Many may recall Teddy Caban as being a hairdresser in Brandon’s High Street, until the mid-eighties. Few will know that Teddy had an illustrious career in the R.A.F., one that saw him receive a medal at Buckingham Palace and get captured by the Germans.
WHAT I KNOW…
Teddy Caban was born on 18th June 1920 and named Edmund. His father, John, was a hairdresser in Brandon’s High Street, while his mother, Emily (nee Talbot) was a housewife. Teddy joined the R.A.F. in 1938, just before his 18th birthday, as part of 23 squadron, based at R.A.F. Wittering. He was given the service number of 611679. Teddy soon transferred to 18 Squadron, which was the unit that took Teddy into the war. Both squadrons flew the Bristol Blenheims, and 18 Squadron went to France when war was declared. Initially their role was to bomb the advancing German army and carry out reconnaissance, but such was the rapid advance of the enemy that 18 Squadron had to retreat to two other airfields, until they were ultimately over-run in May 1940. According to Teddy’s late-widow, he fled back to Britain aboard a ship named ‘Princess ?, before arriving at R.A.F. Watton, Norfolk. His late-widow, also suggests that Teddy served with 139 Squadron and was billeted at Blickling Hall, while flying out of Horsham St. Faiths airfield. It was here that he was met by some local nuns. In April 1941, Flight-Sergeant Teddy Caban (Royal Air Force) was awarded the Distinguished Flying Medal at Buckingham Palace. His parents attended the Investiture.
CABAN, Edmund George. 611679 Sergeant, No.18 Squadron
L.G. 7/3/1941. Wireless Operator / Air Gunner Air2/8839.
Since May, 1940, Sergeant Caban has carried out 32 operational sorties as Wireless Operator / Air Gunner. He has always displayed coolness and judgement under the most harassing conditions, never failing to maintain contact with base. He has shown great ???? to take part in operations against the enemy.
In August 1941, it was reported that Teddy had been shot down and taken prisoner by the Germans. By this time he has flown over 40 missions.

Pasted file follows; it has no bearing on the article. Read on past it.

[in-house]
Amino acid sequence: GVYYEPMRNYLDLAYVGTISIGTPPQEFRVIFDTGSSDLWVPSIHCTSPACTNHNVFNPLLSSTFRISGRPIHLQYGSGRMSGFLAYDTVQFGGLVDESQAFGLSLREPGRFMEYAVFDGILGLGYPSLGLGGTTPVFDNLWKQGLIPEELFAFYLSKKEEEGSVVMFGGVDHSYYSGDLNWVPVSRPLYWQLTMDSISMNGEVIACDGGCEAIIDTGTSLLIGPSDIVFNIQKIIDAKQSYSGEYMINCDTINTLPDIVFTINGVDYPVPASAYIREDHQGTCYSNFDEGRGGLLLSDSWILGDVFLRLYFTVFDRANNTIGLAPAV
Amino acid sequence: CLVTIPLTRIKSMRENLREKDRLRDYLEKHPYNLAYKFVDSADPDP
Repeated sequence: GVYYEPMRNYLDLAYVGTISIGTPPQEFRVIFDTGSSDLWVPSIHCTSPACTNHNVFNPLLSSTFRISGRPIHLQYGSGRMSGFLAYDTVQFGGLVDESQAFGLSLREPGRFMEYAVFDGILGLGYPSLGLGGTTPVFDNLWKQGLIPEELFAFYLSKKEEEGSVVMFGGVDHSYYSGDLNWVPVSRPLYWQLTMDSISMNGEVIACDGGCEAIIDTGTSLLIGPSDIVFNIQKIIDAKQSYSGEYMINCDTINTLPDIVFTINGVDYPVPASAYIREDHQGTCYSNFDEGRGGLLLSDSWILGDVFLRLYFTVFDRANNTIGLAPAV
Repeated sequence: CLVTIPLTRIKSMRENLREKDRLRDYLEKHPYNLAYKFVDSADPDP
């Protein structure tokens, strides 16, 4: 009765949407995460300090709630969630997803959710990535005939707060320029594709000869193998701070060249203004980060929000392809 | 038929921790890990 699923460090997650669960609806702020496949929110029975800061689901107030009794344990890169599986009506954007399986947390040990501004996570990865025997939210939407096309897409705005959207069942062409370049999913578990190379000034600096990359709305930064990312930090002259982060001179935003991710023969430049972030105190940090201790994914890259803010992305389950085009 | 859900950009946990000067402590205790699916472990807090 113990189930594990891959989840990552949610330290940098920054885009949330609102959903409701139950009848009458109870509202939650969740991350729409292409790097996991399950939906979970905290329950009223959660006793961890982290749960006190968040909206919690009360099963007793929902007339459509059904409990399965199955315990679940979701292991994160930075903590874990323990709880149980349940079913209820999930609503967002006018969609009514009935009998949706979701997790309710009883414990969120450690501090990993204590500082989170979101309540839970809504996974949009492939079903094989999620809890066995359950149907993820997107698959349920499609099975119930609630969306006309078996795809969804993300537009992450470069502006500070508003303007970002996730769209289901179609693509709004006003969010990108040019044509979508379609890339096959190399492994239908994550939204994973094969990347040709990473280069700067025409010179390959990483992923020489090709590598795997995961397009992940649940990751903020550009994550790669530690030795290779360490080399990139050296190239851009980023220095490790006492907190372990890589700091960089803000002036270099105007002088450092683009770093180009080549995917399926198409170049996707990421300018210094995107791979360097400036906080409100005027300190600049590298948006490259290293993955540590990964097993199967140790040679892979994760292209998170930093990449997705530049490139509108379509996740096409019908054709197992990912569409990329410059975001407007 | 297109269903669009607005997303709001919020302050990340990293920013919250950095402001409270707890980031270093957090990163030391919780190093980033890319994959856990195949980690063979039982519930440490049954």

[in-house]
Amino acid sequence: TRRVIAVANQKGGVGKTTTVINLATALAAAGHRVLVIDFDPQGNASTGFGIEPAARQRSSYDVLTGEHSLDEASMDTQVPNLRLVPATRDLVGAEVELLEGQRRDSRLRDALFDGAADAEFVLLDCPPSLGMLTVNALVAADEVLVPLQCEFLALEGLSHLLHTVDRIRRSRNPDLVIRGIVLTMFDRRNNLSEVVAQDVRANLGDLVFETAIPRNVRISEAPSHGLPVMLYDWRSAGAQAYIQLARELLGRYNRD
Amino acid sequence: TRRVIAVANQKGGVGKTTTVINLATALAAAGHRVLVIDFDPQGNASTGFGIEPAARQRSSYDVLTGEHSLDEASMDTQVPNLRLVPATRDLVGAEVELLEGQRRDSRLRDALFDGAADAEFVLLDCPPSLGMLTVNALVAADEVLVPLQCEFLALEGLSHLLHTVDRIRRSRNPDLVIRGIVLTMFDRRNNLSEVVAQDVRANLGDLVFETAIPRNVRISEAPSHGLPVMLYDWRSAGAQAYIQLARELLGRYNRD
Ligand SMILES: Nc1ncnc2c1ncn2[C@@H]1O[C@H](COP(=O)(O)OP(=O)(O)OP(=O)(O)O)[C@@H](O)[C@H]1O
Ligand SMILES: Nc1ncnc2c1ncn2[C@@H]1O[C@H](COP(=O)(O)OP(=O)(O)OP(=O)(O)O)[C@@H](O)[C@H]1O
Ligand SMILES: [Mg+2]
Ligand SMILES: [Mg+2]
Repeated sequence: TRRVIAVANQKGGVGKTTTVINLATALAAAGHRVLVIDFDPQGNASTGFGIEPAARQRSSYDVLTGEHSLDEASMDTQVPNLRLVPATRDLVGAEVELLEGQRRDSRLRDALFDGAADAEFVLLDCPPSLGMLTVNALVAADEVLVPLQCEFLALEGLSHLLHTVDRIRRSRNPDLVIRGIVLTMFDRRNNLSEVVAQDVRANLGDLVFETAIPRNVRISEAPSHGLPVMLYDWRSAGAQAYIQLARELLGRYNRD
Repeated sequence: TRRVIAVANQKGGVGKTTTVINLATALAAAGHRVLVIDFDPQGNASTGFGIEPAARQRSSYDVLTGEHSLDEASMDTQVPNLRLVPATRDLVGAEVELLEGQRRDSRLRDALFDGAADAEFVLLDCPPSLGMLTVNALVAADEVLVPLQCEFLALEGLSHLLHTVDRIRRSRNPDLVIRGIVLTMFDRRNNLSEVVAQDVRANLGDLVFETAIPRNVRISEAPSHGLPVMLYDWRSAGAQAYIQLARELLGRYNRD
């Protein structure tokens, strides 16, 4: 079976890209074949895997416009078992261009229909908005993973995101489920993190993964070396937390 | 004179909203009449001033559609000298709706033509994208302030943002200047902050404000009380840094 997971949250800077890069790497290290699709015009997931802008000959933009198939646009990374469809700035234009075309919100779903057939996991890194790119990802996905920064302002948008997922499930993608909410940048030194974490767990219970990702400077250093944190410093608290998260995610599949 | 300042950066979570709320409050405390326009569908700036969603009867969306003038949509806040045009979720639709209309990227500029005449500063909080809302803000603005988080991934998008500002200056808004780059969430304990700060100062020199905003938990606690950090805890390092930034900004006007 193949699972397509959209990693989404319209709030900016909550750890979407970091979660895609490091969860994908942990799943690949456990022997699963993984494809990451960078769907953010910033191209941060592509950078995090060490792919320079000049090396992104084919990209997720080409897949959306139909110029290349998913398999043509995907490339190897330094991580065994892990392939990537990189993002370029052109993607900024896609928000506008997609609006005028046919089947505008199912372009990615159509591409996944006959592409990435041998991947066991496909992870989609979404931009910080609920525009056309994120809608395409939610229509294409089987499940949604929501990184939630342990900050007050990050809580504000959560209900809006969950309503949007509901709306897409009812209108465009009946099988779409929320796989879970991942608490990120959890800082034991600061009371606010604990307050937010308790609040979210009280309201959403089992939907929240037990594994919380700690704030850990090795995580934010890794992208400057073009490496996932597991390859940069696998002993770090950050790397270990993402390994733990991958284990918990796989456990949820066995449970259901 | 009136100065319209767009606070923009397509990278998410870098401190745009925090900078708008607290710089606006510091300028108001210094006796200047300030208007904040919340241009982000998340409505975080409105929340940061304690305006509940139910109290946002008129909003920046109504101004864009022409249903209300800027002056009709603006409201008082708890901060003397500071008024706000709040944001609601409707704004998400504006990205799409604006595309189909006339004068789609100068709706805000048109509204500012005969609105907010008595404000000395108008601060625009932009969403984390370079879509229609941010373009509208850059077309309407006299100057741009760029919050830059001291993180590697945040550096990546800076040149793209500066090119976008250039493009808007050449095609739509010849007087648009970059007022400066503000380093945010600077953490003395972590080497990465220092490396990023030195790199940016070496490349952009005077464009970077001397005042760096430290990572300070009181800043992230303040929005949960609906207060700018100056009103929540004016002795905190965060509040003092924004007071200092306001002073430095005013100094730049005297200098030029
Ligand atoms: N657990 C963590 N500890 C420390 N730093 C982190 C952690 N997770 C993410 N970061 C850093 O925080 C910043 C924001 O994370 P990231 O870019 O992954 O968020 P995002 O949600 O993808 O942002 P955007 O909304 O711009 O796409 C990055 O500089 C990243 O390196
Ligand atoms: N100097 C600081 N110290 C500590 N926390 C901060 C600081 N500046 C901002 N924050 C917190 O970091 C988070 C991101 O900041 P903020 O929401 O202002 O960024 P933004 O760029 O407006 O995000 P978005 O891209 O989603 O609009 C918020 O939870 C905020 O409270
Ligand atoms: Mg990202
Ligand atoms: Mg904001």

In February 1943, while still a prisoner in Germany, his parents received a letter from him. The contents were reported in the Bury Free Press …
“It will comfort you to know that I have spent a most enjoyable Christmas regarding food, which was due to the splendid parcels sent by the British Red Cross. We appreciate these parcels very much and wish to thank all concerned.”
He added that the German’s were allowing for each prisoner to receive 2/3rds of a gallon of beer.
While Teddy was a POW, he wrote letters to a Dutch woman, Miss Ans Schipper. In 2010, her granddaughter, Jacqueline Makbouli, from the Netherlands, contacted me after finding one of the letters. A scan of the letter is included in this page, and a transcript follows …
“Sept 3rd 1944
I was agreeably surprised to receive 4 of your letters dated May 20th, June 12th & 26th, & July 10th ’44. As you must realise I was very surprised, but nevertheless very pleased, as during last 7 weeks have been travelling! So my mail has been absolutely nil, in fact when I received your 4 letters they were the first I had had for 4 1/2 months.
And now for something regarding myself. I am 24 years of age, 5ft 7ins tall, brown eyes and hair. I have athletic tendencies, being able to play football, rugby, hockey, basket-ball, softball, cricket, tennis (which is my favourite), besides being able to swim, cycle, drive a car, shoot and many other things. Do you play bridge?
It is quite true I have been in Amsterdam and Rotterdam. When I was there they were very beautiful cities. Before the war I was a hair-dresser. My father has a business in the small town in which I live, it is called BRANDON, in the province of Suffolk.
My full name is Edmund George Caban, and that I’m afraid is just about all. I should very much appreciate some photos. I’m sorry but in my circumstances I’m unable to send you one of myself. Before I forget, June 18th is my birthday. When next you meet Miss Teer would you welcome her for me, Ken has no mail at all today I must say. Goodbye for now.
Toward the end of the war, the Germans forcibly marched thousands of their prisoners, held in camps to the east of Germany, to locations further west within Germany. The Germans’ plan was to delay, perhaps even prevent, the prisoners being liberated by the advancing Russian Red Army. Teddy, at the time a PoW in Stalag 357, Kopernikus, Poland, and allocated the prisoner number of 9621, was one of those forced to embark on the gruelling long march. He was eventually liberated and ended the war as a Warrant Officer.
After the war Teddy, along with Peter Holmes and two other ex-servicemen, drove the Brandon ambulance to a hospital in Bury St Edmunds. According to his late-widow, Teddy’s main worry was that a pregnant woman would go into labour while he drove the ambulance to Bury. He did on one occasion, attend to a very young Bill Bishop and took him to hospital. Teddy married Dorothy Ayres in the spring of 1950, ran a successful gents hairdresser in Brandon High Street until the late 1980s, and passed away in 2006.